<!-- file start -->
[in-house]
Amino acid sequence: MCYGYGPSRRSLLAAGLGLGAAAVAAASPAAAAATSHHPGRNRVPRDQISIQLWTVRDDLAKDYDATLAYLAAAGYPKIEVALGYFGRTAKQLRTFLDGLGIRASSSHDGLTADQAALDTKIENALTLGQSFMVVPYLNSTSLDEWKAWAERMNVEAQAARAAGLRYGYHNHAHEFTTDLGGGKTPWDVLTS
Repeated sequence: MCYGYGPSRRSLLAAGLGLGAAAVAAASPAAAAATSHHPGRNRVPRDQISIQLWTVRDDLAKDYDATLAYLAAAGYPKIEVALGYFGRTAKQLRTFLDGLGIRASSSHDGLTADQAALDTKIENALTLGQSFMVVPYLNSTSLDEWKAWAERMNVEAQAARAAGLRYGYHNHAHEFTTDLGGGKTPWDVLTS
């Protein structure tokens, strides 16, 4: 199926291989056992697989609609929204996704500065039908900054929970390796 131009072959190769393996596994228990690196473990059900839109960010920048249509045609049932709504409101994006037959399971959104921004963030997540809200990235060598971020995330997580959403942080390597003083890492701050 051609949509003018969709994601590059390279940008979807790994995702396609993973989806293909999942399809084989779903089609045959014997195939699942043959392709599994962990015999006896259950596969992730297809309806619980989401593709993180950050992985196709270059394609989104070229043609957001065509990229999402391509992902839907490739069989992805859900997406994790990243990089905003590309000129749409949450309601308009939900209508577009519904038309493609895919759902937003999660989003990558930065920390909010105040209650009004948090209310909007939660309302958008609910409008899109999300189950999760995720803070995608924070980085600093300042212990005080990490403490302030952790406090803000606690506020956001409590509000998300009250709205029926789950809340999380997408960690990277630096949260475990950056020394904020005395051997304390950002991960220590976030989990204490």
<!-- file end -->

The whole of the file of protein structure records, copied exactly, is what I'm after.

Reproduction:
[in-house]
Amino acid sequence: MCYGYGPSRRSLLAAGLGLGAAAVAAASPAAAAATSHHPGRNRVPRDQISIQLWTVRDDLAKDYDATLAYLAAAGYPKIEVALGYFGRTAKQLRTFLDGLGIRASSSHDGLTADQAALDTKIENALTLGQSFMVVPYLNSTSLDEWKAWAERMNVEAQAARAAGLRYGYHNHAHEFTTDLGGGKTPWDVLTS
Repeated sequence: MCYGYGPSRRSLLAAGLGLGAAAVAAASPAAAAATSHHPGRNRVPRDQISIQLWTVRDDLAKDYDATLAYLAAAGYPKIEVALGYFGRTAKQLRTFLDGLGIRASSSHDGLTADQAALDTKIENALTLGQSFMVVPYLNSTSLDEWKAWAERMNVEAQAARAAGLRYGYHNHAHEFTTDLGGGKTPWDVLTS
């Protein structure tokens, strides 16, 4: 199926291989056992697989609609929204996704500065039908900054929970390796 131009072959190769393996596994228990690196473990059900839109960010920048249509045609049932709504409101994006037959399971959104921004963030997540809200990235060598971020995330997580959403942080390597003083890492701050 051609949509003018969709994601590059390279940008979807790994995702396609993973989806293909999942399809084989779903089609045959014997195939699942043959392709599994962990015999006896259950596969992730297809309806619980989401593709993180950050992985196709270059394609989104070229043609957001065509990229999402391509992902839907490739069989992805859900997406994790990243990089905003590309000129749409949450309601308009939900209508577009519904038309493609895919759902937003999660989003990558930065920390909010105040209650009004948090209310909007939660309302958008609910409008899109999300189950999760995720803070995608924070980085600093300042212990005080990490403490302030952790406090803000606690506020956001409590509000998300009250709205029926789950809340999380997408960690990277630096949260475990950056020394904020005395051997304390950002991960220590976030989990204490």